Mark Hindle, Vice President EMEA at Orion Health

Although part of the UK, the healthcare system in Wales has been designed to best serve its population of 3.4 million. Wales has successfully built a national approach to data sharing between organisations, developing the Welsh Clinical Portal (WCP) that brings together information from different healthcare settings. Live since 2011, this consolidates care documents, test results, GP information and more into a single view.

With the WCP in place, historically the region hasn’t faced the same challenges around data sharing between primary and secondary care settings as we’ve seen in England. The Portal, and all the great work Digital Health and Care Wales have done to enhance it over the past 12 years, provides a strong foundation to move to the next phase of data sharing capability, integrating community care information.

The potential for Wales  

Wales has been working on integrating health and social care services to ensure a more coordinated and seamless approach to health and care.

Currently, the WCP does not integrate information from mental health, social care and other community care services. Patients move between these settings, as well as between acute and primary care, all the time. The lack of a single, holistic view of patient information means that care teams often make decisions without a complete picture. In recognition of the fact that data must follow the patient to enable the best care at every touchpoint, Wales is planning to procure a wider-reaching shared care record (SCR) this year. This would be a national system, able to share data across its primary care, acute care, mental health, social care and broader community care system – enabling a joined-up approach.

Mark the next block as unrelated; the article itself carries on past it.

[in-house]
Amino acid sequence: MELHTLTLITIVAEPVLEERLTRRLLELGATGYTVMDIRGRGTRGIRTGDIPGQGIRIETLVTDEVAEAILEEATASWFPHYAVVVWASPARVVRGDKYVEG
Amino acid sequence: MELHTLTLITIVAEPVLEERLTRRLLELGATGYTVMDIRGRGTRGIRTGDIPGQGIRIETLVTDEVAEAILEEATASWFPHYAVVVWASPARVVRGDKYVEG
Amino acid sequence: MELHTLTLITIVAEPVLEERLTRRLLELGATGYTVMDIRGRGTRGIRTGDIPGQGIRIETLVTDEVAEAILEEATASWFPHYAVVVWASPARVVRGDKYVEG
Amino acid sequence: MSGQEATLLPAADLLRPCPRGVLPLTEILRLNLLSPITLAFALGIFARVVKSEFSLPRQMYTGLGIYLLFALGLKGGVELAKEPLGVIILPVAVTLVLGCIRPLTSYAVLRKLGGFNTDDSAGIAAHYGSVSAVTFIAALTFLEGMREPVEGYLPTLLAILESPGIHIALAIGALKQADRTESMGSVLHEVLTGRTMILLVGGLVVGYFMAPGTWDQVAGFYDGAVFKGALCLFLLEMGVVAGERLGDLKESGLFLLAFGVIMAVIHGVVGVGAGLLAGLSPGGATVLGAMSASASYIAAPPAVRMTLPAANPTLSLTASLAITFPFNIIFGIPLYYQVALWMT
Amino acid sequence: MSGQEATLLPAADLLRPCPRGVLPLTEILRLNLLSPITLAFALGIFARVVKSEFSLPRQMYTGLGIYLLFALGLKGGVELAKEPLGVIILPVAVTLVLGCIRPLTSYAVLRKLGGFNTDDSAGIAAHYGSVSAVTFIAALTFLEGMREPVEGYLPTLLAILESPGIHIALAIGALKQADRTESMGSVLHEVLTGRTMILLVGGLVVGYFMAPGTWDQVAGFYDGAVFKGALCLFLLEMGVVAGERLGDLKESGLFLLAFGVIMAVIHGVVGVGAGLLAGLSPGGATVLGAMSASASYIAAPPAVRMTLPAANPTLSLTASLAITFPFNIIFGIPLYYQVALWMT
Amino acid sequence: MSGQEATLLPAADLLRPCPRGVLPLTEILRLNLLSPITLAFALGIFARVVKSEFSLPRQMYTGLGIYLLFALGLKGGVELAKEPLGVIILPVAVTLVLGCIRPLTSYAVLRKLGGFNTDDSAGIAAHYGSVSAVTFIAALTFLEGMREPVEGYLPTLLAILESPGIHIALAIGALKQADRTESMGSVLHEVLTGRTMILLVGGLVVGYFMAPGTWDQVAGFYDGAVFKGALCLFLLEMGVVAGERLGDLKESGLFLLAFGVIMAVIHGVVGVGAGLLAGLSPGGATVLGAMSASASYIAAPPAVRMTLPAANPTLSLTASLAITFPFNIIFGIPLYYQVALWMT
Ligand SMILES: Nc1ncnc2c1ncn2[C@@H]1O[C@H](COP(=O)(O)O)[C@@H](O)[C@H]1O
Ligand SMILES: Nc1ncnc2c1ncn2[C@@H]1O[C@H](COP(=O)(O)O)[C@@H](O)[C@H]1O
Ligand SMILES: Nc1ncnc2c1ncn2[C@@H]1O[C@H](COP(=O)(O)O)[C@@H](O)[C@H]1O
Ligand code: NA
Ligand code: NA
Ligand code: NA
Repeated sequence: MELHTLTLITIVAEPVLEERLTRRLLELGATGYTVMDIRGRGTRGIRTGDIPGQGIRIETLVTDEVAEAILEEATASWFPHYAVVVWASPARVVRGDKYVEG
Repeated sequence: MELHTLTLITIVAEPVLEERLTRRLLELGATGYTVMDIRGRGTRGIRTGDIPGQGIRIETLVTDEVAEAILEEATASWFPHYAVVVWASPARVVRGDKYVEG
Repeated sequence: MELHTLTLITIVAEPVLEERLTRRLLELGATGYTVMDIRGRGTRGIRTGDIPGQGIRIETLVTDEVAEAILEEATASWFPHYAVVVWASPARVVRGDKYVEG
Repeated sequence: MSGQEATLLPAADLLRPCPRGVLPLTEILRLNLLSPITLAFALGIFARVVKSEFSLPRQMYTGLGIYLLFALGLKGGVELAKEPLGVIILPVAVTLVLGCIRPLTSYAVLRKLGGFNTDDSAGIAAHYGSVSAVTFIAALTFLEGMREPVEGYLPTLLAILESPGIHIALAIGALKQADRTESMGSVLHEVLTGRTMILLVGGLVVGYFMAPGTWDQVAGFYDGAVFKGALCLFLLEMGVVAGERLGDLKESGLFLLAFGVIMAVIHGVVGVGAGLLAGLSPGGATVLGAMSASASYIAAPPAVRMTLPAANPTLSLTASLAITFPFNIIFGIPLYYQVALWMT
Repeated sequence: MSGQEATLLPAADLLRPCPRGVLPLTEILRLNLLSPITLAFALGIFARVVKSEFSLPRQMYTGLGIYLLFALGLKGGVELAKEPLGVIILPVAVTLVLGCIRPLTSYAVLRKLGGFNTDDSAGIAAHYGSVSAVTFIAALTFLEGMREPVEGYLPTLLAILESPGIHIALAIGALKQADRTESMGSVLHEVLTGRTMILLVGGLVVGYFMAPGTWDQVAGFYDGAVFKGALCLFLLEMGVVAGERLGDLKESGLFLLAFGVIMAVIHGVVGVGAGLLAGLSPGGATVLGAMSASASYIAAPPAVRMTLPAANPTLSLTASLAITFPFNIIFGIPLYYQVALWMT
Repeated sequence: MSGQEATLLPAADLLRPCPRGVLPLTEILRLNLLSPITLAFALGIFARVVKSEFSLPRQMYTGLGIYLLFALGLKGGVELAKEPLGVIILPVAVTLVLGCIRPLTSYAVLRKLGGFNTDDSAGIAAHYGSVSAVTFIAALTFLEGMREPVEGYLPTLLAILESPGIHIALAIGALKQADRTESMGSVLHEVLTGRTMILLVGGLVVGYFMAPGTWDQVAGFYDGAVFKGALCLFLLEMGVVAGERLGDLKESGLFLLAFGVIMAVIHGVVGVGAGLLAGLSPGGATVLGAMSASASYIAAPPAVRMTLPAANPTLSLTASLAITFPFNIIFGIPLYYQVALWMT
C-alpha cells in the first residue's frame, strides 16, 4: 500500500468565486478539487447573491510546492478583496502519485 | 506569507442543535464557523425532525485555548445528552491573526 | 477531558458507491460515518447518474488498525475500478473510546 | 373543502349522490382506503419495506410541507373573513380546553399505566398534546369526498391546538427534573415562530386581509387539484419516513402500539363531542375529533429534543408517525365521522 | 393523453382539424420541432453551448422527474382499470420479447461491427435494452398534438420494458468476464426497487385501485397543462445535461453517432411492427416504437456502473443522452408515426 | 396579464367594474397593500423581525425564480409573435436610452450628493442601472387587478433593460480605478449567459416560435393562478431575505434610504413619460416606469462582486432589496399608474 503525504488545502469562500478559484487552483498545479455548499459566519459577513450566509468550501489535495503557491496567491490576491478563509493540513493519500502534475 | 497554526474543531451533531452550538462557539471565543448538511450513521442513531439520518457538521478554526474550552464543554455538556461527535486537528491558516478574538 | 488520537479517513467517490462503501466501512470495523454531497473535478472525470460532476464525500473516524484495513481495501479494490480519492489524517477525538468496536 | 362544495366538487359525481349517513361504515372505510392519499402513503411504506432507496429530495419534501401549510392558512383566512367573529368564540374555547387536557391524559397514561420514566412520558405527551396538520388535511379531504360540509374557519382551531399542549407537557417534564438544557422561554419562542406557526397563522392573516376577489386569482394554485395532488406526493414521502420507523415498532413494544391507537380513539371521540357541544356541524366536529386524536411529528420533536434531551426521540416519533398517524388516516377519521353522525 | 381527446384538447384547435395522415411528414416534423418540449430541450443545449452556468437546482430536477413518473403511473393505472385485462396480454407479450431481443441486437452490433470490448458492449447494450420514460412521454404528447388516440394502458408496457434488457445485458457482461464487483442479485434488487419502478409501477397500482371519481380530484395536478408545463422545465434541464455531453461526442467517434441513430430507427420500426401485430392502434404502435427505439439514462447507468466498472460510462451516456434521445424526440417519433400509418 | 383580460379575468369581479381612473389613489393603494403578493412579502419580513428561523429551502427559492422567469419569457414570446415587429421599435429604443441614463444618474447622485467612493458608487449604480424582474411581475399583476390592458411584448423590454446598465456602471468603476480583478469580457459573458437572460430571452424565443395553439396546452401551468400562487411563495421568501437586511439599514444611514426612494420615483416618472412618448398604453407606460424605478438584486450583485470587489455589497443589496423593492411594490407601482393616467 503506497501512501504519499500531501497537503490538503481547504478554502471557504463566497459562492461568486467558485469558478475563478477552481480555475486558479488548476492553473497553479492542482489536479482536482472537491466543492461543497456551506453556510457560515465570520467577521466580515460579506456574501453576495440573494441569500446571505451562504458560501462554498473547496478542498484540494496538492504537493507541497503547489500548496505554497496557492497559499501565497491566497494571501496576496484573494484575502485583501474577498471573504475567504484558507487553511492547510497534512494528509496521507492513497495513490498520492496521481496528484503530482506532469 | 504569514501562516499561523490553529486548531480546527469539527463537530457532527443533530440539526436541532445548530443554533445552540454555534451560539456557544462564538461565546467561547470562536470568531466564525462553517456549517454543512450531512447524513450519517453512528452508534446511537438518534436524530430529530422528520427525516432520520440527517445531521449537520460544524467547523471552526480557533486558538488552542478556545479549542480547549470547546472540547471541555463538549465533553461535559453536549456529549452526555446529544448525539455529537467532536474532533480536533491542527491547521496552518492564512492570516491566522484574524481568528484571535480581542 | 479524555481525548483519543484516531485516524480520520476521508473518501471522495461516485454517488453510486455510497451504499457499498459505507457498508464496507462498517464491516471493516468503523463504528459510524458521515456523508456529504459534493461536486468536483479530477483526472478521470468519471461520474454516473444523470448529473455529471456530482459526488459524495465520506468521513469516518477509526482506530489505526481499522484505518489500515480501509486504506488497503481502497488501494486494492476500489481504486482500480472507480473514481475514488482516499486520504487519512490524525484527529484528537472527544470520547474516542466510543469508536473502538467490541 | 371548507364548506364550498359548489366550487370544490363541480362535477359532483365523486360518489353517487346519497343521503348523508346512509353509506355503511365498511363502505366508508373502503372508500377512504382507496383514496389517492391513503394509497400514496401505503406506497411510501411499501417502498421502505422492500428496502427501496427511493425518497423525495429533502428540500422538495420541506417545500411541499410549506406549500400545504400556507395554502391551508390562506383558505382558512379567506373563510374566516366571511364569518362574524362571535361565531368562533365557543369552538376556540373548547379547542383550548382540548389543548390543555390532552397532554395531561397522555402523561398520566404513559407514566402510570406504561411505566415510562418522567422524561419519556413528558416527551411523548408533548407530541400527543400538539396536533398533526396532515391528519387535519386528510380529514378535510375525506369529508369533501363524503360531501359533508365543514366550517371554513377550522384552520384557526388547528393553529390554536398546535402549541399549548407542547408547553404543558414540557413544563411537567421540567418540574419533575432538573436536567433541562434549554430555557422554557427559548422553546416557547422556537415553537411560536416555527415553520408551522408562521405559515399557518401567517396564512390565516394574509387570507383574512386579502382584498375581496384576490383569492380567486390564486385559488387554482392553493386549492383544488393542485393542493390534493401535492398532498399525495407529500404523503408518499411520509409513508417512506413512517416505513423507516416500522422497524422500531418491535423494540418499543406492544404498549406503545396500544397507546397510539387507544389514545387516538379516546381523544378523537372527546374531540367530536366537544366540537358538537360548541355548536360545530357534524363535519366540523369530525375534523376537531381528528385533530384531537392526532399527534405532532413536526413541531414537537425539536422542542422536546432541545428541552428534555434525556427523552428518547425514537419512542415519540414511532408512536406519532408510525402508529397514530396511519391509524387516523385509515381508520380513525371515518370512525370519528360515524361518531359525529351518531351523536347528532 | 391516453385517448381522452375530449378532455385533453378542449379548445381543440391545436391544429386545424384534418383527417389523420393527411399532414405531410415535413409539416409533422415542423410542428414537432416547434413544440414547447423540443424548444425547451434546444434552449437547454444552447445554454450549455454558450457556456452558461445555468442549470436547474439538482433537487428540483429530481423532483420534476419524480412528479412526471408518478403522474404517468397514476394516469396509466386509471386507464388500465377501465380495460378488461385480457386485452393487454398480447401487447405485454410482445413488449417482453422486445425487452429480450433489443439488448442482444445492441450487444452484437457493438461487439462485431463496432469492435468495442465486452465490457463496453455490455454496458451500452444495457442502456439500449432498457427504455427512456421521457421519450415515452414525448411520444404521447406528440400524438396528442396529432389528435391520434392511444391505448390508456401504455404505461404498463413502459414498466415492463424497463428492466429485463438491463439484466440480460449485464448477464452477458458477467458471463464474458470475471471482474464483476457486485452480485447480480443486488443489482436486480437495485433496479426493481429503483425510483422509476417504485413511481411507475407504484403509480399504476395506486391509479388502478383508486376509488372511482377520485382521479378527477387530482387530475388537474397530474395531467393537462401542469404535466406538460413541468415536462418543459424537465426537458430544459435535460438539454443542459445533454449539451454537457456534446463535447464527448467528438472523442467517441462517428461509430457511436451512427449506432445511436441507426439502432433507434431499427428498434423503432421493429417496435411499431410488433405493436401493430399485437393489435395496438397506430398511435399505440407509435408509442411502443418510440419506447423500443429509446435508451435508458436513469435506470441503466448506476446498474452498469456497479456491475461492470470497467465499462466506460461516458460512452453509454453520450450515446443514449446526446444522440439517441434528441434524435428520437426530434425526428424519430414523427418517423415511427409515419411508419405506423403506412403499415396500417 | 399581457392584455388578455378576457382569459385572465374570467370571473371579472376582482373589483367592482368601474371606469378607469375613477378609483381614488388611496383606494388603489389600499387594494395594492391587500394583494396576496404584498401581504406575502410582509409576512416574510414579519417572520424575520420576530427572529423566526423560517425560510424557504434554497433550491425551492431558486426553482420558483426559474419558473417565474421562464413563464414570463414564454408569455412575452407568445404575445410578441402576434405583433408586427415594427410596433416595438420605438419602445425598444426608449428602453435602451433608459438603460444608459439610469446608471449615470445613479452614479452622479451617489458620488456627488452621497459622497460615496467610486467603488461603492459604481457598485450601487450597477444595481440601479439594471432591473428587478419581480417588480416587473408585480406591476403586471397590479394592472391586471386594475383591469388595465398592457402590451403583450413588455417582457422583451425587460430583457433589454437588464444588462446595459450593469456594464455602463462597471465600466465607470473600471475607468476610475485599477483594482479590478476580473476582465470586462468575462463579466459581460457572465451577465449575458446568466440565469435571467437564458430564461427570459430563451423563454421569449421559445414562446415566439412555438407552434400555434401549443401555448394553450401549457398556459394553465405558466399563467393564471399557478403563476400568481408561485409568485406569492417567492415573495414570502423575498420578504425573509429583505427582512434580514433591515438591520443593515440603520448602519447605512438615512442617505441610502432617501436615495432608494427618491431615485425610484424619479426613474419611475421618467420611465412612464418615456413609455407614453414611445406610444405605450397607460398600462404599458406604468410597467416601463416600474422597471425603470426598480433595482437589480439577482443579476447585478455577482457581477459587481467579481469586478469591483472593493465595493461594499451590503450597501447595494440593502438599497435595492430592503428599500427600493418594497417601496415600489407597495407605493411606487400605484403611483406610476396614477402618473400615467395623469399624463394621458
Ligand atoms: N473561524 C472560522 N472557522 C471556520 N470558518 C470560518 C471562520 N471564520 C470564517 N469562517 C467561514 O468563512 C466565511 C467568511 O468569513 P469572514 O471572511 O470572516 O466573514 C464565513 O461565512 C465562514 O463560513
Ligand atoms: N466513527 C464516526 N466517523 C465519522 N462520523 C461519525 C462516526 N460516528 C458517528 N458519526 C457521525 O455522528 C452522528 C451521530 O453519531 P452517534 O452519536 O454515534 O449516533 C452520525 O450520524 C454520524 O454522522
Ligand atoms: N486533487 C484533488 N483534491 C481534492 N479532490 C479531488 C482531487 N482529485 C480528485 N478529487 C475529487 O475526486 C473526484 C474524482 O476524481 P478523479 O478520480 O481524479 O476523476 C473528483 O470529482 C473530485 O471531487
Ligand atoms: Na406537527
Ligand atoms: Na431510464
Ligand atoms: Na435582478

With this holistic patient view in place, the benefits will be widespread. Social workers will have fewer wasted visits to patients who have already been admitted to hospital, the hospital discharge process can be sped up with better workflows between acute and community care and clinicians in emergency care can take into account medications prescribed by mental health services; the use cases for positive impact on care are almost endless.

Without this full picture, there is a risk that clinicians make suboptimal care decisions without access to all of the information they need, patients fall through the cracks between care settings, are kept in hospital longer than they need to be and become frustrated repeating their information to multiple providers involved in their care. The new shared care record can potentially make concerns like these a thing of the past.

One of the most advanced shared care records in the UK. 

We often look to our peers for inspiration, and for an example of a mature and successful shared care record, Wales could look to one of its neighbours just across the Severn Bridge. 

There are clear parallels that can be drawn between the digital maturity that Wales’ healthcare system has in place now and where the integrated care system for Bristol, North Somerset, and South Gloucestershire (BNSSG) was when it began its SCR Journey.